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Parents of seriously ill child challenge court decision to end life support

Alfie e seu pai Tom Evans

Tom Evans / Kate James

Zelda Caldwell - published on 04/13/18 - updated on 04/13/18

Last week Pope Francis tweeted his support for Alfie Evans and his family.

The parents of a seriously ill child in Liverpool, England, are challenging a British court ruling that would require doctors to shut off the child’s life support.

In February the court ruled that doctors could stop treating 23-month-old Alfie Evans, who suffers from a degenerative brain disease, encephalomyopathic mitochondrial DNA depletion syndrome. The disease, which causes brain damage and an inability to move the limbs, has no known cure.

In March the European Court of Human Rights rejected the parents’ plea to keep their child alive.

Lawyers for Alfie’s parents, Tom Evans and Kate James, will ask the court at a hearing on Monday to overturn previous court decisions allowing the hospital to cut off the child’s life support.

According to a report in the Guardian, an appeals court judge has decided that Alfie will continue to receive treatment pending Monday’s court hearing.

The parents had lost a legal battle to move their son to another hospital in Britain where he would have received treatment. The Vatican’s Bambio Gesù children’s hospital in Rome had also offered to continue Alfie’s treatment.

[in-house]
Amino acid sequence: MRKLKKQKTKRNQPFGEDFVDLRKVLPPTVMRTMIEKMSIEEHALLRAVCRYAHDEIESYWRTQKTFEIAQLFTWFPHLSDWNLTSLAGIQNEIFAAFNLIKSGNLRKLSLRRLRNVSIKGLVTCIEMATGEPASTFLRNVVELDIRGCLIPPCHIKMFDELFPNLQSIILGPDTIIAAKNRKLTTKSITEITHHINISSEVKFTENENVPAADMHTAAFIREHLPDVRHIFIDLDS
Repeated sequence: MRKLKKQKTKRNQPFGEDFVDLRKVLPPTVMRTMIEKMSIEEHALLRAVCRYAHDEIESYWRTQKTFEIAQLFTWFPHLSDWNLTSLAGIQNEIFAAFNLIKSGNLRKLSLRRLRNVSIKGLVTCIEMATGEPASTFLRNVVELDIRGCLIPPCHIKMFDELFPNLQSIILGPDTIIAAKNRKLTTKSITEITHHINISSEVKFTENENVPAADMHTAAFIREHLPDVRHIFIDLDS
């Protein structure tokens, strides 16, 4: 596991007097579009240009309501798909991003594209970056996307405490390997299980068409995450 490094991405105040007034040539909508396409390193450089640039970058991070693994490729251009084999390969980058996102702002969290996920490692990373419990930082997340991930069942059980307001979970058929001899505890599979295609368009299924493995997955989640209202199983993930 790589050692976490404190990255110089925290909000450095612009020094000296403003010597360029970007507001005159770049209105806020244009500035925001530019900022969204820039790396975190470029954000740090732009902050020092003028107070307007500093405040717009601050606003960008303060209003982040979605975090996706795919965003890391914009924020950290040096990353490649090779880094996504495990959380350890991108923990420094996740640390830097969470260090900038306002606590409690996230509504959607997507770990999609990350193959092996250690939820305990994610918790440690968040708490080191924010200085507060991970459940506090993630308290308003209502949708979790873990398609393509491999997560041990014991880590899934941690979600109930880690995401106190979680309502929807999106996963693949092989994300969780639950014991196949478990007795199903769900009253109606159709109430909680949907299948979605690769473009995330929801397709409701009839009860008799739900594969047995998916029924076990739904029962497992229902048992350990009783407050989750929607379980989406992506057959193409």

Last week Pope Francis tweeted:

“It is my sincere hope that everything necessary may be done in order to continue compassionately accompanying little Alfie Evans, and that the deep suffering of his parents may be heard. I am praying for Alfie, for his family and for all who are involved.”

After Alfie’s father delivered an emotional appeal on Facebook to keep his son alive, hundreds of demonstrators gathered outside the Liverpool hospital to protest the decision to turn off Alfie’s life support.

Andrea Williams, of the the Christian Legal Centre, said of Alfie’s parents:

“Thomas and Kate never leave Alfie’s side. They witness to his increasing responsiveness. The state cannot override their desire to seek further treatment for their son, especially when such help is being offered by three different hospitals. The state must not pass and enforce a death sentence.”

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